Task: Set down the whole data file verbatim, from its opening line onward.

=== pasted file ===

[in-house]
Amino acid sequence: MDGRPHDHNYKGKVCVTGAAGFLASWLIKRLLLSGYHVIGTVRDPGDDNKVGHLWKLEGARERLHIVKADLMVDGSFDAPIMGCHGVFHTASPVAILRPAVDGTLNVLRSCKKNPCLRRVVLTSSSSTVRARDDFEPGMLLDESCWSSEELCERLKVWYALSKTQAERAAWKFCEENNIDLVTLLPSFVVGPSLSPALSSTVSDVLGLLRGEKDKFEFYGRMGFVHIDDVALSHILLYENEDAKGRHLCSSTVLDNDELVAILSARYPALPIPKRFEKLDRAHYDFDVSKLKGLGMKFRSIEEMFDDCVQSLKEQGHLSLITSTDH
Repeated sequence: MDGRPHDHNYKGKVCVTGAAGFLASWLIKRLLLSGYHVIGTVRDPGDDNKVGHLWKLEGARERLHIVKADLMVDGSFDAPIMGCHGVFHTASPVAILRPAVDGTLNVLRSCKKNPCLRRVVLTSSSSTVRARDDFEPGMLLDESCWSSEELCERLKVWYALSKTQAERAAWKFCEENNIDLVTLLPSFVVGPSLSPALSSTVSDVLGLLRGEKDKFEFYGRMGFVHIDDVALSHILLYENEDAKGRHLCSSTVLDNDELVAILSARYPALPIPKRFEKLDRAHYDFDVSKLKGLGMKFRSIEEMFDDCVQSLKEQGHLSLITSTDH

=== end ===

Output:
[in-house]
Amino acid sequence: MDGRPHDHNYKGKVCVTGAAGFLASWLIKRLLLSGYHVIGTVRDPGDDNKVGHLWKLEGARERLHIVKADLMVDGSFDAPIMGCHGVFHTASPVAILRPAVDGTLNVLRSCKKNPCLRRVVLTSSSSTVRARDDFEPGMLLDESCWSSEELCERLKVWYALSKTQAERAAWKFCEENNIDLVTLLPSFVVGPSLSPALSSTVSDVLGLLRGEKDKFEFYGRMGFVHIDDVALSHILLYENEDAKGRHLCSSTVLDNDELVAILSARYPALPIPKRFEKLDRAHYDFDVSKLKGLGMKFRSIEEMFDDCVQSLKEQGHLSLITSTDH
Repeated sequence: MDGRPHDHNYKGKVCVTGAAGFLASWLIKRLLLSGYHVIGTVRDPGDDNKVGHLWKLEGARERLHIVKADLMVDGSFDAPIMGCHGVFHTASPVAILRPAVDGTLNVLRSCKKNPCLRRVVLTSSSSTVRARDDFEPGMLLDESCWSSEELCERLKVWYALSKTQAERAAWKFCEENNIDLVTLLPSFVVGPSLSPALSSTVSDVLGLLRGEKDKFEFYGRMGFVHIDDVALSHILLYENEDAKGRHLCSSTVLDNDELVAILSARYPALPIPKRFEKLDRAHYDFDVSKLKGLGMKFRSIEEMFDDCVQSLKEQGHLSLITSTDH